His voice rings out over the crowd, his eyes scanning the faces of his men.
“And I hope,” he says, “that you did not believe it.”
The soldiers are staring, stunned, as Warner speaks. They seem afraid to step out of line in case this turns out to be some kind of elaborate joke, or perhaps a test from The Reestablishment. They do nothing but stare, no longer taking care to make their faces appear as stoic as possible.
“Juliette Ferrars,” he says, “is not dead. She is here, standing beside me, despite the claims made by our supreme commander. He did, in fact, shoot her in the chest. And he did leave her to die. But she was able to survive his attack on her life, and she has arrived here today to make you an offer.”
I take the mesh from Warner’s hand, touch it to my lips just as he did. Drop it into my fist.
I take a deep breath. And say six words.
“I want to destroy The Reestablishment.”
My voice is so loud, so powerfully projected over the crowd, that for a moment it surprises me. The soldiers are staring at me in horror. Shock. Disbelief. Astonishment. They’re starting to whisper.
“I want to lead you into battle,” I say to them. “I want to fight back—”
No one is listening to me anymore.
Their perfectly organized lines have been abandoned. They’re now converging together in one mass, speaking and shouting and trying to deliberate among themselves. Trying to understand what’s happening.
I can’t believe I lost their attention so quickly.
“Don’t hesitate,” Warner says to me. “You must react. Now.”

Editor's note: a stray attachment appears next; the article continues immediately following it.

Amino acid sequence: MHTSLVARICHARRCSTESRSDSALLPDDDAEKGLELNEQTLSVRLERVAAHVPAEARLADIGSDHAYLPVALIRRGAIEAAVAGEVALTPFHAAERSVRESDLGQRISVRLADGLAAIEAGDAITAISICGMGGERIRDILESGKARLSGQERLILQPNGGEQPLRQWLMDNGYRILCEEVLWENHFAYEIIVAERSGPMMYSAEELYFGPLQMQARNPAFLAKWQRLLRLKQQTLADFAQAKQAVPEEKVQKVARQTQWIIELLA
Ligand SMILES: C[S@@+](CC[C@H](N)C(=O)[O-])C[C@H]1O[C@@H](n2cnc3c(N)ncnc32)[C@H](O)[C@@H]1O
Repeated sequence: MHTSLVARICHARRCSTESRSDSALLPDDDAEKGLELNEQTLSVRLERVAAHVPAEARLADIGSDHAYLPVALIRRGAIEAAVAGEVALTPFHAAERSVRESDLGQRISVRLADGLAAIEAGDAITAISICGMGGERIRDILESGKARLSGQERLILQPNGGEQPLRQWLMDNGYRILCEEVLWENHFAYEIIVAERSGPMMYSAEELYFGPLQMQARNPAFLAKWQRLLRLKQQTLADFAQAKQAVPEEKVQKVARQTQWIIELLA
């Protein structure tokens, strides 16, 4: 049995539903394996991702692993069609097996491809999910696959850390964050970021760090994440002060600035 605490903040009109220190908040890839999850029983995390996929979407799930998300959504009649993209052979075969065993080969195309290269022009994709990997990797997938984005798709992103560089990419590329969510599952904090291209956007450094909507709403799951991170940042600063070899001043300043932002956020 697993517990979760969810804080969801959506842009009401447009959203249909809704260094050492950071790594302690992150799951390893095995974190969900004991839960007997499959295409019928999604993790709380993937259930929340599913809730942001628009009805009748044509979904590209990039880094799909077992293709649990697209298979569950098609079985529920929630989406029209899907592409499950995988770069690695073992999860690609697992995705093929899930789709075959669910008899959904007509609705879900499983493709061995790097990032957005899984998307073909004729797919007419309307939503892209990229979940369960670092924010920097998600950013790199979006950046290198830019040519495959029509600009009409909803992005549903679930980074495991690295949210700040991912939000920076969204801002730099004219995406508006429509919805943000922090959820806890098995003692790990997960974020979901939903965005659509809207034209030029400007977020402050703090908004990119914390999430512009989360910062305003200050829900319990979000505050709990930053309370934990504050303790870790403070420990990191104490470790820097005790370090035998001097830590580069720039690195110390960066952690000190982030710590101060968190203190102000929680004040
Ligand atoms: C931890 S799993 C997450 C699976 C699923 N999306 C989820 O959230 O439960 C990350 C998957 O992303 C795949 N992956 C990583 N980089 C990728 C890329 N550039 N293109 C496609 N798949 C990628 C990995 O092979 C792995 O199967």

I was hoping to save this for later.
Right now, we’re only about fifteen feet off the ground, but Warner told me there are four more levels, if I want to go all the way up. The highest level houses the speakers designated for this particular area. It has a small maintenance platform that is only ever accessed by technicians.
I’m already climbing my way up.
The soldiers are distracted again, pointing at me as I scale the stairs; still talking loudly with one another. I have no idea if it’s possible for news of this situation to have already reached the civilians or the spies who report back to the supreme. I have no time to care right now because I haven’t even finished giving my speech, and I’ve already lost them.
This isn’t good.
When I finally reach the top level, I’m about a hundred feet off the ground. I’m careful as I step onto the platform, but I’m more careful not to look down for too long. And when I’ve finally planted my feet, I look up and around the crowd.
I have their attention again.
I close my fist over the microphonic mesh.
“I only have one question,” I say, my words powerful and clear, projecting into the distance. “What has The Reestablishment ever done for you?”
They’re actually looking at me now. Listening.
“They have given you nothing but meager wages and promises for a future that will never come. They have divided your families and forced them across what’s left of this earth. They have starved your children and destroyed your homes. They lie to you, over and over again, forcing you to take jobs in their army so they might control you. And you have no other choice,” I say. “No other options. So you fight in their wars, and you kill your own friends, just so you might feed your families.”